We'd never given San Juan, Puerto Rico, a second thought as a ''bring the kids'' vacation destination. To us, it was just a portal to more exotic island destinations.
We adults had done a brief tour of Old San Juan on a layover, and enjoyed the cobblestone streets, candy-colored facades and criolla cooking of this World Heritage city, but kid-appeal? Nah! We've been around the block enough times to know that a centuries-old capital doesn't rate high on the list of must-sees for our adventure-loving bunch. We could just imagine: ``Mo-omm! Do we really have to see El Morro? We already saw San Cristobal!''
But, thanks to an airline snafu that resulted in some free tickets, San Juan started looking pretty good. (It was the only place we could afford to go on the cheapie tickets.) Surely we could find some outdoor action that would sell our teens on the charms of this destination.
Did we ever. We hedged our bets (and garnered some Cool Mom points) by staying at a hotel with the liveliest pool scene ever, the El San Juan, and rented a car so that we could get out and explore the hilly areas beyond the city. Here's what we discovered, from mild to wild.
NATURE'S HOT TUB
Head 40 miles east, and the hillsides turn deep green, the outlet malls disappear and you arrive at 28,000-acre El Yunque, the Caribbean National Rainforest -- the only tropical rainforest in the United States.
Wild animals are few here, unless you count the mongoose and the (rare and endangered) Puerto Rican parrot, but exotic blooms are abundant and gorgeous. Torch ginger, slipper hibiscus, flaming red ginger and ''lobster claws'' grow everywhere, sharing the soil with bananas, breadfruit and mangoes.
The day was hot and humid, but the rainforest was a cool refuge. We meandered along La Mina Trail, accompanied by the sound of running water. With four rivers flowing through the park, there are tumbling cascades at nearly every turn.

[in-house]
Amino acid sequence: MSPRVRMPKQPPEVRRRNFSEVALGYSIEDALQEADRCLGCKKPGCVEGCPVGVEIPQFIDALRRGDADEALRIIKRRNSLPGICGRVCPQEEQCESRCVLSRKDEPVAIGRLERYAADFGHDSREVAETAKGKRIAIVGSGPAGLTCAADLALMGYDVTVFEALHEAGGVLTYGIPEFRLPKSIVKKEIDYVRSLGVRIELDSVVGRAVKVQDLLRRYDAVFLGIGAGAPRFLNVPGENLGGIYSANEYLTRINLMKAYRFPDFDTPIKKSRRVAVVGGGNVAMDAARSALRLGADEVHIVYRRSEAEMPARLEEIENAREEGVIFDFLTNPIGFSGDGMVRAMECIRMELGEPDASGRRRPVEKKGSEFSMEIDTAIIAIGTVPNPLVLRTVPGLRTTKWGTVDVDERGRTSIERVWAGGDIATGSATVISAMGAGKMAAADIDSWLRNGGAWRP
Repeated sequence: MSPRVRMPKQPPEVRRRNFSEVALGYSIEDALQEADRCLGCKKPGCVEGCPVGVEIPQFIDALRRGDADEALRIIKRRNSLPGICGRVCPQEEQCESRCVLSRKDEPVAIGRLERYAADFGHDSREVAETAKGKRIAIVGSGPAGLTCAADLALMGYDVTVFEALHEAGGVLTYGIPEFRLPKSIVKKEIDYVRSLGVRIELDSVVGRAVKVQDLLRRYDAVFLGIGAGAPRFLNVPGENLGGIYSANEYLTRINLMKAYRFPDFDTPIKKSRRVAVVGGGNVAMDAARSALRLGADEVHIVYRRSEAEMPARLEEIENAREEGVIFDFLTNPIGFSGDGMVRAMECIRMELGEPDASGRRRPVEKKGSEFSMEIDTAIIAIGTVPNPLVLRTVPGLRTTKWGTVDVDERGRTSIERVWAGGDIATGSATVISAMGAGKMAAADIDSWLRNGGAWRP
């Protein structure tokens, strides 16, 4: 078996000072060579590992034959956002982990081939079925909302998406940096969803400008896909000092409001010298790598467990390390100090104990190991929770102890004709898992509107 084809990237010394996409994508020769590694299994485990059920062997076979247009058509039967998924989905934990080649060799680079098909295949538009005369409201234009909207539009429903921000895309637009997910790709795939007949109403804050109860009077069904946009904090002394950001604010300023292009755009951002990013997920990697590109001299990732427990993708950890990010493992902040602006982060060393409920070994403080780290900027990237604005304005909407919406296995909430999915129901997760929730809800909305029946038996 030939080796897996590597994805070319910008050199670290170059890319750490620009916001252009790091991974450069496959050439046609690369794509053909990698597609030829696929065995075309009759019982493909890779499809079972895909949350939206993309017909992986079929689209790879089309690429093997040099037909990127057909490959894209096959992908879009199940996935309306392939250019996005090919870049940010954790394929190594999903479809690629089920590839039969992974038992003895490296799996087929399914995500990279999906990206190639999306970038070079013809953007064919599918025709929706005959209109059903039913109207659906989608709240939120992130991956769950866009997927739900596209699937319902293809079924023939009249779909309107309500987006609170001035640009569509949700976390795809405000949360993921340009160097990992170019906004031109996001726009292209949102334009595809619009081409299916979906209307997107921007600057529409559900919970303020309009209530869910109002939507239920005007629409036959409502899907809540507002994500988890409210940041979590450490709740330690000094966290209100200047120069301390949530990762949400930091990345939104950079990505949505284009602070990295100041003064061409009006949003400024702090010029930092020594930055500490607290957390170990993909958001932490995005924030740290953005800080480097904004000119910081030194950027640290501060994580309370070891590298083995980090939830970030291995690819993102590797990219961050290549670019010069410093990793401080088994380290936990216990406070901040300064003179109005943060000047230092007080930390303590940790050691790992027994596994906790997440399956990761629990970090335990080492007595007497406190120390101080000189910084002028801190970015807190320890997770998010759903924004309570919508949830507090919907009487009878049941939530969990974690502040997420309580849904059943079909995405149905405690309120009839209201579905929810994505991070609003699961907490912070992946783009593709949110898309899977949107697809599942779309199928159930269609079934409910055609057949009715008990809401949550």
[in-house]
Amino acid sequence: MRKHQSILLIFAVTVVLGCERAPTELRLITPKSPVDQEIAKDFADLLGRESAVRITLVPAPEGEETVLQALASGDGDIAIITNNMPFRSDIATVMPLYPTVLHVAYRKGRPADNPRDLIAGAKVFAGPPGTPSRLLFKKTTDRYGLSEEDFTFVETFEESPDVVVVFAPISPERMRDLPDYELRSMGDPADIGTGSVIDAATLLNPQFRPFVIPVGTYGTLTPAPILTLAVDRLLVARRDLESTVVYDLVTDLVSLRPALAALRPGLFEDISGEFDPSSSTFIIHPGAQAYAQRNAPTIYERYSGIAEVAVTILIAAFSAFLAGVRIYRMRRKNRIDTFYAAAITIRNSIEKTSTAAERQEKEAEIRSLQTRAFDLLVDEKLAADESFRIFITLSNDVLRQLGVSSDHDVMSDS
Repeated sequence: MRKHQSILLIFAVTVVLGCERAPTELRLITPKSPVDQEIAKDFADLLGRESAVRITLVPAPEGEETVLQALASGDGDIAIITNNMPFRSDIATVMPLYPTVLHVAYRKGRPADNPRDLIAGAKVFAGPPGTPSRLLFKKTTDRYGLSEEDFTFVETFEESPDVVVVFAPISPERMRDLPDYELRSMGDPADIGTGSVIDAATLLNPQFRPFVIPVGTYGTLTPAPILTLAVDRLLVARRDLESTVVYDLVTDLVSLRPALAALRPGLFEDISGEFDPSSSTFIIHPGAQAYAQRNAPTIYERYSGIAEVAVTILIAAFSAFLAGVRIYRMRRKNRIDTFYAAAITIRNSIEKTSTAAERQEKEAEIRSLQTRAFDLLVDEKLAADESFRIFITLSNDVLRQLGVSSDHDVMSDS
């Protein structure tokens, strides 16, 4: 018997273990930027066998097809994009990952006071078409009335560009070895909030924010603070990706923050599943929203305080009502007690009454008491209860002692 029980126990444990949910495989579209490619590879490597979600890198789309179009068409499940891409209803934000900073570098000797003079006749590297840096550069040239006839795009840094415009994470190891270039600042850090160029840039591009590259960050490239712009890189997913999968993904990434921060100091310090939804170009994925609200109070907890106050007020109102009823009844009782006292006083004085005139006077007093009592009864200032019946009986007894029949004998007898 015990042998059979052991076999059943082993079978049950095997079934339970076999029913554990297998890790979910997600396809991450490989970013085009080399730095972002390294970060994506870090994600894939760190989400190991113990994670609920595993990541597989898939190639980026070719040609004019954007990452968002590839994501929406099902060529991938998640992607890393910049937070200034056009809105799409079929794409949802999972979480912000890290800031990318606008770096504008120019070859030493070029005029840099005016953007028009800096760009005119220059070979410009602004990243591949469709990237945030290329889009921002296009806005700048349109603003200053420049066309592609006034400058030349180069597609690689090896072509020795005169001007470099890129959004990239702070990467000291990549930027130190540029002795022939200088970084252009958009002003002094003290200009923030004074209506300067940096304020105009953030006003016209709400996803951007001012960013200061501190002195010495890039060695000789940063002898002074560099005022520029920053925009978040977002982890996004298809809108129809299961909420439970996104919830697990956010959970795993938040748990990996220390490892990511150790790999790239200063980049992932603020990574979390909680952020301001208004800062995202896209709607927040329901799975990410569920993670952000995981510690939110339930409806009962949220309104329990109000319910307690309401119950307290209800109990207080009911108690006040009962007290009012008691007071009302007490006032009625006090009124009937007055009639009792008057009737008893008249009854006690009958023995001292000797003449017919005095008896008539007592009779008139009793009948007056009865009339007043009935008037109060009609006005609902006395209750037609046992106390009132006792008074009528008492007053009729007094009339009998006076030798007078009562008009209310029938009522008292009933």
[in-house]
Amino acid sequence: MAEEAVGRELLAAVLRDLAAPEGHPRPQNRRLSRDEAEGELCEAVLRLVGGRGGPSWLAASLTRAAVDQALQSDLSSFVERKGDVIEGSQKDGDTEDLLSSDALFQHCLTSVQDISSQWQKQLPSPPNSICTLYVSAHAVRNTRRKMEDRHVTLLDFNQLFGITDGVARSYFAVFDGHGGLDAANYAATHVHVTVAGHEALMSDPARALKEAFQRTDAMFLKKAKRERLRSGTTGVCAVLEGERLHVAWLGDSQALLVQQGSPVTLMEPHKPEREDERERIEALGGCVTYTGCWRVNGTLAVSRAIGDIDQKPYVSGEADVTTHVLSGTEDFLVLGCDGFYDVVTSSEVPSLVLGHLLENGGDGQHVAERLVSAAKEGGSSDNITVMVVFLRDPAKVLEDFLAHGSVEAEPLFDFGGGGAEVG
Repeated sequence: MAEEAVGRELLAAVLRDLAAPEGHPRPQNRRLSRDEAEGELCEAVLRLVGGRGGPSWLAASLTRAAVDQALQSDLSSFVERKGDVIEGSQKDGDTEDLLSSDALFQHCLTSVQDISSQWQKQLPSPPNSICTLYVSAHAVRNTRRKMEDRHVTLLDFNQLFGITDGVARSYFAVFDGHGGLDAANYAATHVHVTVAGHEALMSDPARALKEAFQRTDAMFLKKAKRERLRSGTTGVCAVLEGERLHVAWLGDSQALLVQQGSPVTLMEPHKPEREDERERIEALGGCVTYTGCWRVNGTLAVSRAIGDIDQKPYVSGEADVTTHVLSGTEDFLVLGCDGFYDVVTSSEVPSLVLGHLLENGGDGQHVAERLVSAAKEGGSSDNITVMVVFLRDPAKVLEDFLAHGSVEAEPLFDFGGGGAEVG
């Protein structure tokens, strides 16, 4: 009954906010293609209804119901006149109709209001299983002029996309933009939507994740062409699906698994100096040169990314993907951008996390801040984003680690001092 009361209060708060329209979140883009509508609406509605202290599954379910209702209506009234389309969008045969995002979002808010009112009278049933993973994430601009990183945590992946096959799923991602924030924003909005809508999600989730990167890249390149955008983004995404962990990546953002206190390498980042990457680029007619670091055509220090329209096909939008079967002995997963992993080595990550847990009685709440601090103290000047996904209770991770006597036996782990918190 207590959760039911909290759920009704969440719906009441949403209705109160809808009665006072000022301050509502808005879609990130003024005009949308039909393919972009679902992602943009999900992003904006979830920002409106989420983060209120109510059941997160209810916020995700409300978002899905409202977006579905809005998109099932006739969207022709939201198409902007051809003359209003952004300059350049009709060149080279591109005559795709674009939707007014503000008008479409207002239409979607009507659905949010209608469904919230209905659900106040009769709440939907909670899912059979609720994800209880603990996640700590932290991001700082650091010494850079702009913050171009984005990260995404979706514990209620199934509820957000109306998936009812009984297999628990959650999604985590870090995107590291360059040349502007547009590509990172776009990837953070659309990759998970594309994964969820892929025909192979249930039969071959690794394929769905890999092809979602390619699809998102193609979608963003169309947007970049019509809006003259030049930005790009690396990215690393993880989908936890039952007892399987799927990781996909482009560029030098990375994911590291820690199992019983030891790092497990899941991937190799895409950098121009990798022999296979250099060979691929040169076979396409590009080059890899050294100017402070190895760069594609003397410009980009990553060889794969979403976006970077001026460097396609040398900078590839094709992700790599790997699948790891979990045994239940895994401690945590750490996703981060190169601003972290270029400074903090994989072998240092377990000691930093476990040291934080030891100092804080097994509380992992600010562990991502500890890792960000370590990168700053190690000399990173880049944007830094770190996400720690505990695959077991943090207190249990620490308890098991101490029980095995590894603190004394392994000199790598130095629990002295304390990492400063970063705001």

Halfway through the hike, we reached Cascada La Mina, a splendidly bushy waterfall, with pools at its base. Great for splashing around in, as a dozen visitors had already discovered.
''This is like a water park, without the cement,'' 15-year-old Jarrett remarked, pulling his T-shirt over his head and boulder-hopping toward the waterfall. The rest of us quickly followed suit. For our city kids, a dip into Mother Nature's hot tub was an unexpected treat.
Back on the trail, we Moms reveled in the earthy green scent and damp beauty of the rainforest. Meanwhile, Jarrett and Connor, 17, were contemplating Tarzan-like moves on the huge, ropy vines that dangled over the trail. (''Just. Please. Don't!'' we said, in that no-nonsense Mom-speak that still works, in public anyway, on our teenagers.)
The kids were eager to get back to the hotel and catch dinner at the El San Juan hotel's Tex-Mex restaurant (translate: connect with some kids they'd met at the pool and ride the mechanical bull).
This one takes some doing, but it is so worth it! In Fajardo, about an hour's drive east of San Juan, we caught the ferry ($2) to Vieques, a lovely little island about seven miles off the coast. A quick taxi ride got us to the beach town of Esperanza, where Blue Caribe Kayaks would take us out after dark to commune with the dino-flagellates. These microscopic organisms live in the waters of Mosquito Bay and emit light when they get riled up.